Frankly, not a lot could destroy Left 4 Dead.  Itís a high-octane, adrenaline-pumping thrill ride of a shooter, with all the sparkle and polish of a Valve masterpiece.  Every bit as enthralling and addictive as the teamís previous work, Left 4 Dead is an absolute classic of multiplayer action gaming.  I canít wait to see what the community will inevitably create for it in the months to come.

FORMAT: PC (reviewed) / XBox360



Back to Contents...


What is Resolution?
Resolution is a monthly videogames e-zine run primarily by a group of egocentric misfits in Leeds, UK.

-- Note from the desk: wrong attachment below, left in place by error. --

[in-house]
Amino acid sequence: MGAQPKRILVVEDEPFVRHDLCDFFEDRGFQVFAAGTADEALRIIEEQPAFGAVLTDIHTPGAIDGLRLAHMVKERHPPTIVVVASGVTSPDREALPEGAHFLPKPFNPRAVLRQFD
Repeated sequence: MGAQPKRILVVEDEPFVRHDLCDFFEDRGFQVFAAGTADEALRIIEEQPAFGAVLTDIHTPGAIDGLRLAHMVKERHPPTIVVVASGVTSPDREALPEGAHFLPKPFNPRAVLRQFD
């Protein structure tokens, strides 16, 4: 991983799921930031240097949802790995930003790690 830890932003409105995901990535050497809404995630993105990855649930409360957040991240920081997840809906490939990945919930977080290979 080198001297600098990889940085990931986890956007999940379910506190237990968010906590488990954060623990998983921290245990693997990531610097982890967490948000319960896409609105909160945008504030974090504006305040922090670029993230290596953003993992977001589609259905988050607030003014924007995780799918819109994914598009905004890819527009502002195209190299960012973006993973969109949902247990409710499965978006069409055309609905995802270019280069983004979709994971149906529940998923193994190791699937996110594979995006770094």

It's all delivered in the lovely, straightforward format of HTML, so you've no silly PDF files to download. We aim to talk about videogames in the most diverse and relevant way possible, meaning we've the standard 'news and reviews' gubbins, but also plenty of other worthwhile articles for you to cast your watchful eyes over.

We do this because we bloody love videogames, we bloody love writing about them, and we're bloody proud of both of these facts. We hope that you - yes, sir/madam, you! - can share in this gleeful excitement about this most wonderful of creative media, and that you enjoy reading the words what we have written.

Contact Resolution.

Any queries, troubles, pleas or death threats should be sent to

If it's for the attention of a particular writer, say so in the subject line and it'll be passed on accordingly.